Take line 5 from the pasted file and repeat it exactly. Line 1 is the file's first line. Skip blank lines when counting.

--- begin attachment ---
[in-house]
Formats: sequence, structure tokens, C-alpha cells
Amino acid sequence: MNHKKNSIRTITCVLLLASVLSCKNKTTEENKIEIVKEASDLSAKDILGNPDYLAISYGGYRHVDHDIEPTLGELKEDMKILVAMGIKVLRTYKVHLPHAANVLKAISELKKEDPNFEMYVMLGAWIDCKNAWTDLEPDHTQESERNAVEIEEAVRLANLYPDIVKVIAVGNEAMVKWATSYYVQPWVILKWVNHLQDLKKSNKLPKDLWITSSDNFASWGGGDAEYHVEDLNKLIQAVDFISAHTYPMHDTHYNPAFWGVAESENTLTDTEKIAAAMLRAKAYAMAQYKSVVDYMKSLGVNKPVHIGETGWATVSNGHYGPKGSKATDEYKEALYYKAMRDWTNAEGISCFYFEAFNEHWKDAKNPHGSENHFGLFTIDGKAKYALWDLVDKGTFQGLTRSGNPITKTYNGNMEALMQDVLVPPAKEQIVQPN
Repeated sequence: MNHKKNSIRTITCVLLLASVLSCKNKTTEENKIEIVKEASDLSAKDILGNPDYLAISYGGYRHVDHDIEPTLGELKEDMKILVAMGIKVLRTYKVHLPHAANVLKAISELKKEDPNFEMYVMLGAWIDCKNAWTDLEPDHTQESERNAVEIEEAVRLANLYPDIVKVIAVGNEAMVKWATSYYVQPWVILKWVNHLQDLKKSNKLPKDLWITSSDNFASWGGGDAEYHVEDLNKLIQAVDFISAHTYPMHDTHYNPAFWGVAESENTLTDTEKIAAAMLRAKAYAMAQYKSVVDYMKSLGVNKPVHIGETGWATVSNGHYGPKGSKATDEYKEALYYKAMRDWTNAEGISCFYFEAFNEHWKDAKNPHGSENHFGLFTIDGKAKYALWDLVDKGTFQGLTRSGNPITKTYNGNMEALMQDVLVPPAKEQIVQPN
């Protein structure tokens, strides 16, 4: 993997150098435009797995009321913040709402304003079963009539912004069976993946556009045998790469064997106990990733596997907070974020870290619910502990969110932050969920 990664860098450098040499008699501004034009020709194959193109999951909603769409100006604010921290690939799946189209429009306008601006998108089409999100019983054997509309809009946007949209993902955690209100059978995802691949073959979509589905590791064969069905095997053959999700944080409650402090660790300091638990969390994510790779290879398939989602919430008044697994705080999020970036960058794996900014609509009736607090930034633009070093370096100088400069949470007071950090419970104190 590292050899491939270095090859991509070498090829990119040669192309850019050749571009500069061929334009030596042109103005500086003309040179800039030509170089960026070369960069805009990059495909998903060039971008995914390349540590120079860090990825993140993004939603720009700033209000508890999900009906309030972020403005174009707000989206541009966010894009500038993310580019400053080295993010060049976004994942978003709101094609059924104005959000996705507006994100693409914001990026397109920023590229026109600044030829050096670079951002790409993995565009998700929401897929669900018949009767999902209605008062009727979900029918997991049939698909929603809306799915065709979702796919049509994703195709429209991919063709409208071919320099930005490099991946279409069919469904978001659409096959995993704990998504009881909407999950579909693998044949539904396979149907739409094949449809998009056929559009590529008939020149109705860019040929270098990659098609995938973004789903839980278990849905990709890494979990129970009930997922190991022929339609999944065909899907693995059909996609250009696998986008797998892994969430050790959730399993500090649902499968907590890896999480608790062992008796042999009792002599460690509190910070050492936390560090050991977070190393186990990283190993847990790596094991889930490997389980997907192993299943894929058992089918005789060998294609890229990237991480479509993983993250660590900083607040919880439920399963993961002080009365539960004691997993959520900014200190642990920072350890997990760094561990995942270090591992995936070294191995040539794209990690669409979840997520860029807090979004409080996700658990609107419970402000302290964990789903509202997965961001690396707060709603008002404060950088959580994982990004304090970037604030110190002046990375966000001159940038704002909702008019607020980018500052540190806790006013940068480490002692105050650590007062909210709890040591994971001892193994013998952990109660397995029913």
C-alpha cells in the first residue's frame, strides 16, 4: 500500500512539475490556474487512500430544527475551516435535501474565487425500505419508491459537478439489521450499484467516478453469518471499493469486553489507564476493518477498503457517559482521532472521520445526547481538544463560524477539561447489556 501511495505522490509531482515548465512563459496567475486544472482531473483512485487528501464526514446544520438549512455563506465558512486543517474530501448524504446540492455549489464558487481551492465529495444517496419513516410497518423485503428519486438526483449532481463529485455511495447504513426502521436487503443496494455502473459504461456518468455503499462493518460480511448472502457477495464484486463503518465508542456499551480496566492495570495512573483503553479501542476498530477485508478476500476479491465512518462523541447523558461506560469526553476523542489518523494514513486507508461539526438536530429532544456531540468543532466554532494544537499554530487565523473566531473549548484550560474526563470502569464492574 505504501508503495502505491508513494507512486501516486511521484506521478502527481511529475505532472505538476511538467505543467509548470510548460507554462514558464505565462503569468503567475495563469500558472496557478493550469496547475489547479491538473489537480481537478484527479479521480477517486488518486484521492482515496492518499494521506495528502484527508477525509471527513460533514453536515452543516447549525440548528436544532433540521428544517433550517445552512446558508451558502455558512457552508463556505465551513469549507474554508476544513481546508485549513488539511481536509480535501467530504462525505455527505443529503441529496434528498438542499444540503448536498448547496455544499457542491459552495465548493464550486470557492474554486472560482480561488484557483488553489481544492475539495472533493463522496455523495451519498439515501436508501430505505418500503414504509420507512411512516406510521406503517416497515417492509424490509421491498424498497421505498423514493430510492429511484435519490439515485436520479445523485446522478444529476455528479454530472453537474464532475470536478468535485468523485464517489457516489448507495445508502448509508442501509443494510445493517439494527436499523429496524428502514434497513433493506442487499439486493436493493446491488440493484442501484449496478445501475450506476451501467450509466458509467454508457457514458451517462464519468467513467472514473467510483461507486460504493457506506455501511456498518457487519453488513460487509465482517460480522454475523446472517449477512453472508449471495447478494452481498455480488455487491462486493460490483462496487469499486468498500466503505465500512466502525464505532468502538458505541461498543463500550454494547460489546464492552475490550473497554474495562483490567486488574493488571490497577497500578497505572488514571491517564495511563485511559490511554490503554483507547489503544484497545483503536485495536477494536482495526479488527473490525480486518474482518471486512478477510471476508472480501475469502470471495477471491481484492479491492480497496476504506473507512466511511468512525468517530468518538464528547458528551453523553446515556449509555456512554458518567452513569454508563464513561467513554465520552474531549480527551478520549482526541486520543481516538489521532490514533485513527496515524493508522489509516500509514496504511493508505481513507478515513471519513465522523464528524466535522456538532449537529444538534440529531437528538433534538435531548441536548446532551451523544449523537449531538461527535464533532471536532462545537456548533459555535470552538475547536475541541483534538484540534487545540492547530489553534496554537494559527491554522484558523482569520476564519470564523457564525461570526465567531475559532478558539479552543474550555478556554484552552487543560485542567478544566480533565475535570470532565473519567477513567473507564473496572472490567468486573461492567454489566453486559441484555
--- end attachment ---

């Protein structure tokens, strides 16, 4: 993997150098435009797995009321913040709402304003079963009539912004069976993946556009045998790469064997106990990733596997907070974020870290619910502990969110932050969920 990664860098450098040499008699501004034009020709194959193109999951909603769409100006604010921290690939799946189209429009306008601006998108089409999100019983054997509309809009946007949209993902955690209100059978995802691949073959979509589905590791064969069905095997053959999700944080409650402090660790300091638990969390994510790779290879398939989602919430008044697994705080999020970036960058794996900014609509009736607090930034633009070093370096100088400069949470007071950090419970104190 590292050899491939270095090859991509070498090829990119040669192309850019050749571009500069061929334009030596042109103005500086003309040179800039030509170089960026070369960069805009990059495909998903060039971008995914390349540590120079860090990825993140993004939603720009700033209000508890999900009906309030972020403005174009707000989206541009966010894009500038993310580019400053080295993010060049976004994942978003709101094609059924104005959000996705507006994100693409914001990026397109920023590229026109600044030829050096670079951002790409993995565009998700929401897929669900018949009767999902209605008062009727979900029918997991049939698909929603809306799915065709979702796919049509994703195709429209991919063709409208071919320099930005490099991946279409069919469904978001659409096959995993704990998504009881909407999950579909693998044949539904396979149907739409094949449809998009056929559009590529008939020149109705860019040929270098990659098609995938973004789903839980278990849905990709890494979990129970009930997922190991022929339609999944065909899907693995059909996609250009696998986008797998892994969430050790959730399993500090649902499968907590890896999480608790062992008796042999009792002599460690509190910070050492936390560090050991977070190393186990990283190993847990790596094991889930490997389980997907192993299943894929058992089918005789060998294609890229990237991480479509993983993250660590900083607040919880439920399963993961002080009365539960004691997993959520900014200190642990920072350890997990760094561990995942270090591992995936070294191995040539794209990690669409979840997520860029807090979004409080996700658990609107419970402000302290964990789903509202997965961001690396707060709603008002404060950088959580994982990004304090970037604030110190002046990375966000001159940038704002909702008019607020980018500052540190806790006013940068480490002692105050650590007062909210709890040591994971001892193994013998952990109660397995029913």